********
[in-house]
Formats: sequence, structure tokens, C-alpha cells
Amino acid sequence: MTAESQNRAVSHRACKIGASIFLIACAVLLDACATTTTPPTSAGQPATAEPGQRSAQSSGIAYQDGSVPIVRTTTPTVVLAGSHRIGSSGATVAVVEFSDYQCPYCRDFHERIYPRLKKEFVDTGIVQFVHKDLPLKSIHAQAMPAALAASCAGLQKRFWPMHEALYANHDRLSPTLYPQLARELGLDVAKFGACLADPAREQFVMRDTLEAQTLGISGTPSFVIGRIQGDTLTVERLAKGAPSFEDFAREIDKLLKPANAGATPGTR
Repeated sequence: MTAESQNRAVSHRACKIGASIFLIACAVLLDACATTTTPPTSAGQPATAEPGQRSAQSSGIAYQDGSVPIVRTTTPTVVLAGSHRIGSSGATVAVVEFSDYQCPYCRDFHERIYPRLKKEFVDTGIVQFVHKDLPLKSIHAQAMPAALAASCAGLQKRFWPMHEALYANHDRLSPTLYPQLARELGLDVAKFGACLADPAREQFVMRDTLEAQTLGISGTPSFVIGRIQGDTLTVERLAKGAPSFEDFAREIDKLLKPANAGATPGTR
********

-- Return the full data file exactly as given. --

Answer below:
[in-house]
Formats: sequence, structure tokens, C-alpha cells
Amino acid sequence: MTAESQNRAVSHRACKIGASIFLIACAVLLDACATTTTPPTSAGQPATAEPGQRSAQSSGIAYQDGSVPIVRTTTPTVVLAGSHRIGSSGATVAVVEFSDYQCPYCRDFHERIYPRLKKEFVDTGIVQFVHKDLPLKSIHAQAMPAALAASCAGLQKRFWPMHEALYANHDRLSPTLYPQLARELGLDVAKFGACLADPAREQFVMRDTLEAQTLGISGTPSFVIGRIQGDTLTVERLAKGAPSFEDFAREIDKLLKPANAGATPGTR
Repeated sequence: MTAESQNRAVSHRACKIGASIFLIACAVLLDACATTTTPPTSAGQPATAEPGQRSAQSSGIAYQDGSVPIVRTTTPTVVLAGSHRIGSSGATVAVVEFSDYQCPYCRDFHERIYPRLKKEFVDTGIVQFVHKDLPLKSIHAQAMPAALAASCAGLQKRFWPMHEALYANHDRLSPTLYPQLARELGLDVAKFGACLADPAREQFVMRDTLEAQTLGISGTPSFVIGRIQGDTLTVERLAKGAPSFEDFAREIDKLLKPANAGATPGTR